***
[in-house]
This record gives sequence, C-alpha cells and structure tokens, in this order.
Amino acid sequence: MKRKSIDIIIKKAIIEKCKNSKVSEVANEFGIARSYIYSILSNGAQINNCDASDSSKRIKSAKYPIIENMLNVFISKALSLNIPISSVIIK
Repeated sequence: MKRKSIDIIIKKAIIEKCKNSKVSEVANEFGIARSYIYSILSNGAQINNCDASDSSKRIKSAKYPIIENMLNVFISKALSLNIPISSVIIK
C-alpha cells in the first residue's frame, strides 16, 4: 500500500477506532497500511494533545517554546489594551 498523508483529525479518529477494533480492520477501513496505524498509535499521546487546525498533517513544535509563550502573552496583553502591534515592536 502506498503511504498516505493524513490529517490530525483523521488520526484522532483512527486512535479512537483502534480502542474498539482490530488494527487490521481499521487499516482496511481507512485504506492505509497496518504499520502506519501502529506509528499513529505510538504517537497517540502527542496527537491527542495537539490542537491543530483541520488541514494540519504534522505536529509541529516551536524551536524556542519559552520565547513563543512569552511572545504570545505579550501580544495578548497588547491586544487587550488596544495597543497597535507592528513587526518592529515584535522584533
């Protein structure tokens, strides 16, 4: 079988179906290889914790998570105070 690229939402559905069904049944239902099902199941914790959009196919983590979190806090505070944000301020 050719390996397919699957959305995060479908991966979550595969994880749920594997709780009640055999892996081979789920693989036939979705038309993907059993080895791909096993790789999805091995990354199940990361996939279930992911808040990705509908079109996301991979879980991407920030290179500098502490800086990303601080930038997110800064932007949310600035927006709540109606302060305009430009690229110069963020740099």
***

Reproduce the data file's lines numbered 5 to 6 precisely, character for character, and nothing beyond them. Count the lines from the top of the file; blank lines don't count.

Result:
C-alpha cells in the first residue's frame, strides 16, 4: 500500500477506532497500511494533545517554546489594551 498523508483529525479518529477494533480492520477501513496505524498509535499521546487546525498533517513544535509563550502573552496583553502591534515592536 502506498503511504498516505493524513490529517490530525483523521488520526484522532483512527486512535479512537483502534480502542474498539482490530488494527487490521481499521487499516482496511481507512485504506492505509497496518504499520502506519501502529506509528499513529505510538504517537497517540502527542496527537491527542495537539490542537491543530483541520488541514494540519504534522505536529509541529516551536524551536524556542519559552520565547513563543512569552511572545504570545505579550501580544495578548497588547491586544487587550488596544495597543497597535507592528513587526518592529515584535522584533
């Protein structure tokens, strides 16, 4: 079988179906290889914790998570105070 690229939402559905069904049944239902099902199941914790959009196919983590979190806090505070944000301020 050719390996397919699957959305995060479908991966979550595969994880749920594997709780009640055999892996081979789920693989036939979705038309993907059993080895791909096993790789999805091995990354199940990361996939279930992911808040990705509908079109996301991979879980991407920030290179500098502490800086990303601080930038997110800064932007949310600035927006709540109606302060305009430009690229110069963020740099």